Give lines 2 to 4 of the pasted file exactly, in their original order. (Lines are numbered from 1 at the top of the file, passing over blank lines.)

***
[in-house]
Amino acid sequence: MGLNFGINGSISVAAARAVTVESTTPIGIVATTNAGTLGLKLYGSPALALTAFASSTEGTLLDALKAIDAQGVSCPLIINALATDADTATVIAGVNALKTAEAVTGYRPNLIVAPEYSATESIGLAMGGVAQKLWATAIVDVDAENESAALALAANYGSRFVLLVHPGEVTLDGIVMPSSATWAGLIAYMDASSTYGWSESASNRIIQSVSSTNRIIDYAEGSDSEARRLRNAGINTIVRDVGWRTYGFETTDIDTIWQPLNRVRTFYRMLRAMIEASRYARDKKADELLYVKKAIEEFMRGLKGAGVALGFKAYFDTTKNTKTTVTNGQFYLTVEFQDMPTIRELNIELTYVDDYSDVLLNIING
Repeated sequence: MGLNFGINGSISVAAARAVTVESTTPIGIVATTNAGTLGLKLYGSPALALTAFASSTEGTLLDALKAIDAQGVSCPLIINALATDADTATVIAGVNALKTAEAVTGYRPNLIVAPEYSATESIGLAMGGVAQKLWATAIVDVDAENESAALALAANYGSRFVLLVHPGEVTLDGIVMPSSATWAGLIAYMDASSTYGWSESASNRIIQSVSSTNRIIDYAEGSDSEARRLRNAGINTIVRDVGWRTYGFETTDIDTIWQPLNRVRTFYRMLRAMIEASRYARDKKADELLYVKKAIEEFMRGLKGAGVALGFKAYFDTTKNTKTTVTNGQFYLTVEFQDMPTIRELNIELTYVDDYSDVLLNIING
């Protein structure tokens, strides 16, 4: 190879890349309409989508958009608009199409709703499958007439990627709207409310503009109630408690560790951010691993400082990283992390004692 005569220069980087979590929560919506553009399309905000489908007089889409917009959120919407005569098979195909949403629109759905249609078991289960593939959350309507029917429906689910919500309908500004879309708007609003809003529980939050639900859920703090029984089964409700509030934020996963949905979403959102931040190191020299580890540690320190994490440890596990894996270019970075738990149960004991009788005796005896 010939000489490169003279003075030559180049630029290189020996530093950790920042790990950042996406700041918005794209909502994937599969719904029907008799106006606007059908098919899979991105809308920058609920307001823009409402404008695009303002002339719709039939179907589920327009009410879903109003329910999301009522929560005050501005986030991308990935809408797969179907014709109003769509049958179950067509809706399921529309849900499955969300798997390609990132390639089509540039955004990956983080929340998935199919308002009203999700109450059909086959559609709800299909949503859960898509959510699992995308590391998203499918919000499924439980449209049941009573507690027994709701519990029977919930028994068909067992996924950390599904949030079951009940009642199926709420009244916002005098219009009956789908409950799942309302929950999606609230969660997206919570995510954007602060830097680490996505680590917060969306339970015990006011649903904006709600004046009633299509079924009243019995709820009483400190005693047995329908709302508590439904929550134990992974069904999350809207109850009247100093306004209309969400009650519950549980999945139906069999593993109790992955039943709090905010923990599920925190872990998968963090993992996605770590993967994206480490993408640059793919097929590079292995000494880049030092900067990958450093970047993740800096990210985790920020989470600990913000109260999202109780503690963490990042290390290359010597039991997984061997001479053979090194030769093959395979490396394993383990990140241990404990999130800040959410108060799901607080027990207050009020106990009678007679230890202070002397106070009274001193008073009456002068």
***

Amino acid sequence: MGLNFGINGSISVAAARAVTVESTTPIGIVATTNAGTLGLKLYGSPALALTAFASSTEGTLLDALKAIDAQGVSCPLIINALATDADTATVIAGVNALKTAEAVTGYRPNLIVAPEYSATESIGLAMGGVAQKLWATAIVDVDAENESAALALAANYGSRFVLLVHPGEVTLDGIVMPSSATWAGLIAYMDASSTYGWSESASNRIIQSVSSTNRIIDYAEGSDSEARRLRNAGINTIVRDVGWRTYGFETTDIDTIWQPLNRVRTFYRMLRAMIEASRYARDKKADELLYVKKAIEEFMRGLKGAGVALGFKAYFDTTKNTKTTVTNGQFYLTVEFQDMPTIRELNIELTYVDDYSDVLLNIING
Repeated sequence: MGLNFGINGSISVAAARAVTVESTTPIGIVATTNAGTLGLKLYGSPALALTAFASSTEGTLLDALKAIDAQGVSCPLIINALATDADTATVIAGVNALKTAEAVTGYRPNLIVAPEYSATESIGLAMGGVAQKLWATAIVDVDAENESAALALAANYGSRFVLLVHPGEVTLDGIVMPSSATWAGLIAYMDASSTYGWSESASNRIIQSVSSTNRIIDYAEGSDSEARRLRNAGINTIVRDVGWRTYGFETTDIDTIWQPLNRVRTFYRMLRAMIEASRYARDKKADELLYVKKAIEEFMRGLKGAGVALGFKAYFDTTKNTKTTVTNGQFYLTVEFQDMPTIRELNIELTYVDDYSDVLLNIING
């Protein structure tokens, strides 16, 4: 190879890349309409989508958009608009199409709703499958007439990627709207409310503009109630408690560790951010691993400082990283992390004692 005569220069980087979590929560919506553009399309905000489908007089889409917009959120919407005569098979195909949403629109759905249609078991289960593939959350309507029917429906689910919500309908500004879309708007609003809003529980939050639900859920703090029984089964409700509030934020996963949905979403959102931040190191020299580890540690320190994490440890596990894996270019970075738990149960004991009788005796005896 010939000489490169003279003075030559180049630029290189020996530093950790920042790990950042996406700041918005794209909502994937599969719904029907008799106006606007059908098919899979991105809308920058609920307001823009409402404008695009303002002339719709039939179907589920327009009410879903109003329910999301009522929560005050501005986030991308990935809408797969179907014709109003769509049958179950067509809706399921529309849900499955969300798997390609990132390639089509540039955004990956983080929340998935199919308002009203999700109450059909086959559609709800299909949503859960898509959510699992995308590391998203499918919000499924439980449209049941009573507690027994709701519990029977919930028994068909067992996924950390599904949030079951009940009642199926709420009244916002005098219009009956789908409950799942309302929950999606609230969660997206919570995510954007602060830097680490996505680590917060969306339970015990006011649903904006709600004046009633299509079924009243019995709820009483400190005693047995329908709302508590439904929550134990992974069904999350809207109850009247100093306004209309969400009650519950549980999945139906069999593993109790992955039943709090905010923990599920925190872990998968963090993992996605770590993967994206480490993408640059793919097929590079292995000494880049030092900067990958450093970047993740800096990210985790920020989470600990913000109260999202109780503690963490990042290390290359010597039991997984061997001479053979090194030769093959395979490396394993383990990140241990404990999130800040959410108060799901607080027990207050009020106990009678007679230890202070002397106070009274001193008073009456002068």